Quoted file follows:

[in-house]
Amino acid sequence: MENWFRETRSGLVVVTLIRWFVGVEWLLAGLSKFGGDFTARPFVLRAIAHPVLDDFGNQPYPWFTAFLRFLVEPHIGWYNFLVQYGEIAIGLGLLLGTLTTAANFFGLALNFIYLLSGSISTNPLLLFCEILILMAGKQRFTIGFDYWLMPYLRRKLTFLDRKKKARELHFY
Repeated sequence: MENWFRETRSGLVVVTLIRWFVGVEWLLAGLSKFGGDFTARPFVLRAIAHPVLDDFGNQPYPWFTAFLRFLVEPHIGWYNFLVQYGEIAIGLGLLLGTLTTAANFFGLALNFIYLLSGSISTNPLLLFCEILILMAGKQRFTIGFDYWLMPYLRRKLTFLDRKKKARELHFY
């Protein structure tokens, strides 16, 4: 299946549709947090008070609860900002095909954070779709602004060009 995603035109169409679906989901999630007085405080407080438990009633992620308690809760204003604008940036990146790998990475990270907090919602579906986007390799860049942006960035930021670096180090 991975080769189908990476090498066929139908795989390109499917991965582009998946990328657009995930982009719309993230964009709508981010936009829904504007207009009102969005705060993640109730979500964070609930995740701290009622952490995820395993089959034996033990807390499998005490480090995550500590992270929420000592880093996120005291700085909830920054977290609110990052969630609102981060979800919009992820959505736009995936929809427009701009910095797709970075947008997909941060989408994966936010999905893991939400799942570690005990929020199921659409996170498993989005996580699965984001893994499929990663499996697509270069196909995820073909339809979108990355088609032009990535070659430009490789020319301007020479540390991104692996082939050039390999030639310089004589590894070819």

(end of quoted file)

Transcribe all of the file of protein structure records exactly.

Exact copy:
[in-house]
Amino acid sequence: MENWFRETRSGLVVVTLIRWFVGVEWLLAGLSKFGGDFTARPFVLRAIAHPVLDDFGNQPYPWFTAFLRFLVEPHIGWYNFLVQYGEIAIGLGLLLGTLTTAANFFGLALNFIYLLSGSISTNPLLLFCEILILMAGKQRFTIGFDYWLMPYLRRKLTFLDRKKKARELHFY
Repeated sequence: MENWFRETRSGLVVVTLIRWFVGVEWLLAGLSKFGGDFTARPFVLRAIAHPVLDDFGNQPYPWFTAFLRFLVEPHIGWYNFLVQYGEIAIGLGLLLGTLTTAANFFGLALNFIYLLSGSISTNPLLLFCEILILMAGKQRFTIGFDYWLMPYLRRKLTFLDRKKKARELHFY
């Protein structure tokens, strides 16, 4: 299946549709947090008070609860900002095909954070779709602004060009 995603035109169409679906989901999630007085405080407080438990009633992620308690809760204003604008940036990146790998990475990270907090919602579906986007390799860049942006960035930021670096180090 991975080769189908990476090498066929139908795989390109499917991965582009998946990328657009995930982009719309993230964009709508981010936009829904504007207009009102969005705060993640109730979500964070609930995740701290009622952490995820395993089959034996033990807390499998005490480090995550500590992270929420000592880093996120005291700085909830920054977290609110990052969630609102981060979800919009992820959505736009995936929809427009701009910095797709970075947008997909941060989408994966936010999905893991939400799942570690005990929020199921659409996170498993989005996580699965984001893994499929990663499996697509270069196909995820073909339809979108990355088609032009990535070659430009490789020319301007020479540390991104692996082939050039390999030639310089004589590894070819």